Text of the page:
“Evidence indicates that both vehicles changed lanes, entered the center turn lane, entered opposing traffic lanes, overtook other motorists, drove at a high rate of speed, and attempted to distance themselves,” police said. He added that LeCroy’s expedition was traveling at 104 miles per hour at one point.

An NFL source said Carter returned to the combine after posting a $4,000 bond and intends to continue at the combine. He was not scheduled to practice, but he underwent medical evaluations and measures and had to interview several teams who asked him about the incident.

In a statement posted on Twitter, Carter pledged to “ensure that the full and accurate truth is presented.” He added, “I have no doubt that when all the facts are established, I will be fully exonerated of any wrongdoing.”

That’s unlikely to happen before NFL teams make their decisions. Carter will be arraigned on April 18 – just nine days before the start of the NFL draft.

“The media will be scrutinizing it and we’ll be following it,” Commanders general manager Martin Mayhew said. “We have a background research company. We have a very thorough analysis of these guys, especially any criminal activity or criminal behavior.

“I don’t know what happened to him. I don’t know, I’m not saying he did anything wrong. But we will find out. We will find out.”

Even if NFL teams know what happened to Carter the night of the fatal crash, they still have to decide what to do about it. Carter’s size and talent are staggering. He was consistently ranked as one of the top three defensive prospects in his class, along with Alabama tight end Will Anderson and Texas Tech running back Tyree Wilson, and often as the best of that trio.

Every top 10 team could use a player like him. But will the accusations against him and the revelation that he was involved in a fatal accident lead any of them to decide that all that talent is too much of a risk?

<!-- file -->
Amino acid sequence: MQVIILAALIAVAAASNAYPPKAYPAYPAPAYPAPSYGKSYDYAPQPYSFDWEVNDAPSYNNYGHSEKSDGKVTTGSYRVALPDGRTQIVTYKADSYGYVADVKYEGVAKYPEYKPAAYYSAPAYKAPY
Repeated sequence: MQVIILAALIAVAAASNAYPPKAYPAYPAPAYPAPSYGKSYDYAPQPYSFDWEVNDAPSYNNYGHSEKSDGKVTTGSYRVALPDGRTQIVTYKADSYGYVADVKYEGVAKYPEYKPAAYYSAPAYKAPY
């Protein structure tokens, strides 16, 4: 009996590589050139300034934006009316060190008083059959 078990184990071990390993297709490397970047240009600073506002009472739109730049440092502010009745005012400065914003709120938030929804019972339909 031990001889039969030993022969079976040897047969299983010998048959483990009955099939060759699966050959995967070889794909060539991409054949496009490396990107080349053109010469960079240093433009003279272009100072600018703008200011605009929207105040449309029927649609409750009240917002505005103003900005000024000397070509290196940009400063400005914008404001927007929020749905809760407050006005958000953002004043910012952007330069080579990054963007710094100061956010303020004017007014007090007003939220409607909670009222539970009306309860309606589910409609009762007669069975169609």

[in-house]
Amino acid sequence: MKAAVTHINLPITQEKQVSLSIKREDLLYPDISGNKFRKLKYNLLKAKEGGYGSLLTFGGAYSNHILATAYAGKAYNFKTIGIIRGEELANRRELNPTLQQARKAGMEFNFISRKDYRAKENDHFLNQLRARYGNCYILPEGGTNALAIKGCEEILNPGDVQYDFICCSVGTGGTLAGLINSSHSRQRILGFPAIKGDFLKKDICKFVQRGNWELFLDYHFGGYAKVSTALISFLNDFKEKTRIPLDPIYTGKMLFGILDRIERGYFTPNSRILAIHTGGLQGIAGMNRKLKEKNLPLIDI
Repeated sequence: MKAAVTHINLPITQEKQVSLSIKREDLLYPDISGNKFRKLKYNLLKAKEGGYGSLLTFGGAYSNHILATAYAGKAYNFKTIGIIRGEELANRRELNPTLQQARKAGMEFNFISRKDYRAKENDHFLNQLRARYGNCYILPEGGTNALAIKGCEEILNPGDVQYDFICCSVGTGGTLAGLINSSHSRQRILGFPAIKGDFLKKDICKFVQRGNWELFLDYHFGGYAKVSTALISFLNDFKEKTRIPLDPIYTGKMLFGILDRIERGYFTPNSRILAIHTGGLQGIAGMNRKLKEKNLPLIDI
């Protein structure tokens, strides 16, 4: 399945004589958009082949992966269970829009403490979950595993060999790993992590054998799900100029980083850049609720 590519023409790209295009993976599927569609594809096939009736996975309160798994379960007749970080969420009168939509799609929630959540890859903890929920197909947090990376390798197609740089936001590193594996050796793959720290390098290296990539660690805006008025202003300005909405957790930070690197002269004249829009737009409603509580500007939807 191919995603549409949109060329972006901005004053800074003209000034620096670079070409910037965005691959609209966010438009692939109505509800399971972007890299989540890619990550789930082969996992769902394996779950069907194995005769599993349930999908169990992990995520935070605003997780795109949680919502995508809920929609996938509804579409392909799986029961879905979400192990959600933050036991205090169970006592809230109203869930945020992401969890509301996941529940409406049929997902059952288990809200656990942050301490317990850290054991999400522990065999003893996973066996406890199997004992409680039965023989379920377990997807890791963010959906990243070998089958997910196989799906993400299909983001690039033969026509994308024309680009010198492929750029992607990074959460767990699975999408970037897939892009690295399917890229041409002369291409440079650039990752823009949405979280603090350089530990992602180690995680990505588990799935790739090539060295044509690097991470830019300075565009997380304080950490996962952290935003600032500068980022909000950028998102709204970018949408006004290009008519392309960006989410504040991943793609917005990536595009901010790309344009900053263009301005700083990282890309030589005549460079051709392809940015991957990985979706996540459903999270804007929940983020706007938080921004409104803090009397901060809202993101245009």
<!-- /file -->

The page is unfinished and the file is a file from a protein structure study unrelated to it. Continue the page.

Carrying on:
“You know, the funny thing is, very few guys have too many problems,” said Ravens coach John Harbaugh, who usually talks about problems with outfielders. “So it doesn’t come up very often. But I think when that happens, you have to decide where you draw the line. Our organization sets limits on certain things that we do not cross. After that, we try to figure out who they are as people.”

That line, of course, varies from organization to organization, and sometimes from player to player. So for teams considering Carter, deciding which side of that line he falls on is a personal choice.

That may depend on what happens over the next eight weeks, what other information comes out, and how his legal issues are resolved.

Ralph Vacciano is the NFC East reporter for FOX Sports, covering the Washington Cardinals, Philadelphia Eagles and New York Giants. He spent the previous six years covering the Giants and Jets for SNY Television in New York, and 16 years before that covered the Giants and the NFL for the New York Daily News. Follow him on Twitter @RalphVacchiano.